FORT MYERS, FLA. - Luke Hughes doesn't mind two-for-ones. Especially if they involve doctors who will get him back on the field.
The Australian-born infielder has been working his way up the Twins prospect ladder since being signed as a free agent in 2002. He's in camp this year with a good chance to have an impact in 2011, but it comes after a season marred by injuries and two surgeries in one day.
The one highlight: Hughes was called up to the majors April 24 and debuted four days later. His first at-bat? An opposite-field homer off Max Scherzer in Detroit. He was the fifth Twins player to homer in his first big league at-bat.
He played in two more games before being sent back to Rochester -- and his season went downhill from there.
"It definitely was a roller coaster," said Hughes, 26. "Probably the highest of highs and the lowest of lows playing baseball over here."
Hughes was at Class AAA Rochester in May when he began having problems with his groin muscle. The tightness wouldn't go away.
"I thought I just pulled my groin to start off with," Hughes said. "Then I had symptoms for a hernia."
Doctors took a while to determine that Hughes had a sports hernia, a tear to the oblique abdominal muscles. Once they did, Hughes was on his way to the Twin Cities for surgery in June.
Once Hughes arrived, he learned he was in for a long day. In addition to the sports hernia, Hughes needed to have adductor release surgery to loosen up the tight muscle.
So one doctor performed the hernia surgery. With Hughes still knocked out on the operating table, a second doctor came in and made a tiny incision in his adductor muscle, helping it release.
Hughes said he was so sore flying back to Fort Myers following surgery that strangers had to help him with his luggage.
"It was rough for a couple weeks there," Hughes said. "I wasn't moving too far; I was on crutches. I got back to 75 percent, and it took a long time to get over that final hurdle."
He wanted to play winter ball in Venezuela but missed the first half while still recovering. He ended up playing two weeks in an Australian winter league for a team in his hometown of Perth before getting 15 games in with the Tigres in the Venezuelan League.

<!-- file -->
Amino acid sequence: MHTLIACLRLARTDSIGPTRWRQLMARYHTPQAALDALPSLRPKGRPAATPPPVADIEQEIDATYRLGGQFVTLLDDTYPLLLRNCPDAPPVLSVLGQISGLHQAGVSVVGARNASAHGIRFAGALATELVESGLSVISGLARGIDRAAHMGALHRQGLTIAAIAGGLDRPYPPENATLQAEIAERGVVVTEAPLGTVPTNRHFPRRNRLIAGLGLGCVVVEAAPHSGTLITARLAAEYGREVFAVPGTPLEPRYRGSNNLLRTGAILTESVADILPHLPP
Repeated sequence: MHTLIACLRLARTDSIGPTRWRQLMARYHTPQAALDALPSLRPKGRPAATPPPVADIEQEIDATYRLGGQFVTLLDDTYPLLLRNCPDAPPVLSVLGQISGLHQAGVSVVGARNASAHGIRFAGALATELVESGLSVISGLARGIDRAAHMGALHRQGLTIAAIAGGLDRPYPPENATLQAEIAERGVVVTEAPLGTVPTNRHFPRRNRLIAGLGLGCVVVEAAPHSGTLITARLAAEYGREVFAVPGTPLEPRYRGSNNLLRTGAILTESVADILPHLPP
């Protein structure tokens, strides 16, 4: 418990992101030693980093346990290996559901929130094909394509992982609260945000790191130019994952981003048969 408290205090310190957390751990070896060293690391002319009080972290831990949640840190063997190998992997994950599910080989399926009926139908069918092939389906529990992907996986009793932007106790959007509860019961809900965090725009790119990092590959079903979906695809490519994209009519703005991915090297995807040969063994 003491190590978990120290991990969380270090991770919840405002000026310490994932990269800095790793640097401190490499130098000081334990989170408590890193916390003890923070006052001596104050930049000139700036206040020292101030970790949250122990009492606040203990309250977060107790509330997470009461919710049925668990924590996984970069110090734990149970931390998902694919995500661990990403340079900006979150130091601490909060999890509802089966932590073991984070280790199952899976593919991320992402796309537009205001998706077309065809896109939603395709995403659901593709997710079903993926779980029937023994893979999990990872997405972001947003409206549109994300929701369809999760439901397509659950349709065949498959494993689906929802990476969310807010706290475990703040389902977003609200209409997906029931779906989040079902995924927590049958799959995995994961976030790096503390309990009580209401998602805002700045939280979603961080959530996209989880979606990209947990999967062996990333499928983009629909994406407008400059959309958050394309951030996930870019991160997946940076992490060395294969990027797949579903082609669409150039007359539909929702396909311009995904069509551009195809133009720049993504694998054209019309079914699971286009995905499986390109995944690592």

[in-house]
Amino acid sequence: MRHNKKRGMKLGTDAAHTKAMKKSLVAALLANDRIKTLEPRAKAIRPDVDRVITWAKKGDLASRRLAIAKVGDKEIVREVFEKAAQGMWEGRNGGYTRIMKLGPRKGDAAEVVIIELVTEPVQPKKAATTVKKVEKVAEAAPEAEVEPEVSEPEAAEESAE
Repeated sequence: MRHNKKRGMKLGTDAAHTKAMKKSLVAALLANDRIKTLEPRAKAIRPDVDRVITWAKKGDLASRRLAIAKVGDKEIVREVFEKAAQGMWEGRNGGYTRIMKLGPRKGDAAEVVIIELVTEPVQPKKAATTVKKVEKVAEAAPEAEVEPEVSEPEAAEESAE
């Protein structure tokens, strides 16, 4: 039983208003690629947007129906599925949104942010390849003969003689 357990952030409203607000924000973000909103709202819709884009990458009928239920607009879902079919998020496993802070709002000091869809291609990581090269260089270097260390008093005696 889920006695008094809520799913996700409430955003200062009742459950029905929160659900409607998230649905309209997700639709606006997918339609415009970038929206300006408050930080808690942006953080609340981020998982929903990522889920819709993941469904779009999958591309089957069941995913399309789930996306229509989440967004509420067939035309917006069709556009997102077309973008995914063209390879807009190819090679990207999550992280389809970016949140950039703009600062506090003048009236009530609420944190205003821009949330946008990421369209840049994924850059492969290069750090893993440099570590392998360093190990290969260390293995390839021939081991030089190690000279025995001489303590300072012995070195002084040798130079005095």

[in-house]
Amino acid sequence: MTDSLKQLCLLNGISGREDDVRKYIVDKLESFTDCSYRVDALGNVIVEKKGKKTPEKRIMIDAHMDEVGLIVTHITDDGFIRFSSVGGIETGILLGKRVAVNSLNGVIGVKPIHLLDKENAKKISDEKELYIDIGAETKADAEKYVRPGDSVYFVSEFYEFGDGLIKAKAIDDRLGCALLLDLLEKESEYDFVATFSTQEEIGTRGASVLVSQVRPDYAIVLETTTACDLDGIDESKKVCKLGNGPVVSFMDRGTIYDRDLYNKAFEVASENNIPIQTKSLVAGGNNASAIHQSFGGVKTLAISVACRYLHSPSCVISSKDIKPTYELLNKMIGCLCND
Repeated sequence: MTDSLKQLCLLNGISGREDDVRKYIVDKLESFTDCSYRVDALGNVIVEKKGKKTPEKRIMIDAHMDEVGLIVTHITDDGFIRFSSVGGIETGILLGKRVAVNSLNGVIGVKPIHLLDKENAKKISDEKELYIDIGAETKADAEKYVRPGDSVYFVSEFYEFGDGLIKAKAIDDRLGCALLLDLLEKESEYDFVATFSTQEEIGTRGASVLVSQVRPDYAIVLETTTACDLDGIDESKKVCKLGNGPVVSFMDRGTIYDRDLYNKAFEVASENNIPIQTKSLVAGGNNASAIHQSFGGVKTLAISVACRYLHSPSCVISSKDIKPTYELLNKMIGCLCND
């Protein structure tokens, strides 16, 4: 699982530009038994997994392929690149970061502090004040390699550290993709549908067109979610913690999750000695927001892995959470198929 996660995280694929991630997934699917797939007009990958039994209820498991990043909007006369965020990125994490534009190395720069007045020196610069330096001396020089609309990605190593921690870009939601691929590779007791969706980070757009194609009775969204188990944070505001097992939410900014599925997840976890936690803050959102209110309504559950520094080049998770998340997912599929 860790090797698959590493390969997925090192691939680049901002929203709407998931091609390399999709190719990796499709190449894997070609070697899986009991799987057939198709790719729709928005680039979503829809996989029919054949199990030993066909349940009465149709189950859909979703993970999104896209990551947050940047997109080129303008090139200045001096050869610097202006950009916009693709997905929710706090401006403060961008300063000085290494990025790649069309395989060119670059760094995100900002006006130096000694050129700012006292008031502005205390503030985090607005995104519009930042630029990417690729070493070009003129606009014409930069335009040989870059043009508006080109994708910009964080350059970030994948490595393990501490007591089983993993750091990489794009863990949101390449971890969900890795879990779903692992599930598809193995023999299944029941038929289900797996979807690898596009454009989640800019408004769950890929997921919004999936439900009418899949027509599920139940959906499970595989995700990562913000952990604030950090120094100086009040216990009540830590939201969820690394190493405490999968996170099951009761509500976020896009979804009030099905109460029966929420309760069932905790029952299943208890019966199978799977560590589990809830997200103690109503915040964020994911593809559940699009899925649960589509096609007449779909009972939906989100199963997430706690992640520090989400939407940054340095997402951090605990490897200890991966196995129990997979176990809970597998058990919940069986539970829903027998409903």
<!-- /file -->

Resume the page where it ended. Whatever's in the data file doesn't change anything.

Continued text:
After being nagged by groin muscle injures in recent seasons, Hughes hopes he is finally heathy. He never has played more than 99 games in a minor league season because of injuries and national team commitments. He played in only 24 games between the Twins and Rochester last season.
"If he had been healthy he would have been in the big leagues [longer] last year," Twins manager Ron Gardenhire said. "He probably would have spent considerable time in the big leagues."
Hughes is a .270 career hitter in the minors, but since he hit .319 with 15 homers in 70 games for Class AA New Britain in 2008 the Twins have felt he could hit in the majors. Gardenhire, who leads that charge, said he thinks Hughes can turn on a fastball pretty well.
That's what happened Wednesday in Bradenton when Hughes homered off of Pirates closer Joel Hanrahan. The wind was blowing in from center, but Hughes hit it well enough to get over the left field wall. He is batting .385 with two homers and five RBI in five games.
If everyone stays healthy, Hughes likely will open the season at Rochester. He can play second and third and will get some work in at first base. If there's an injury during camp, Hughes could make a case to go north with the club.
"If he can stay healthy he can be a force," Gardenhire said. "He's got some pretty good tools. He can play third, he can play second, he can probably play first.
"I think he can go in the outfield, too. He's got enough bat that he can play every day. He's got a lot of upside, as far as I am concerned."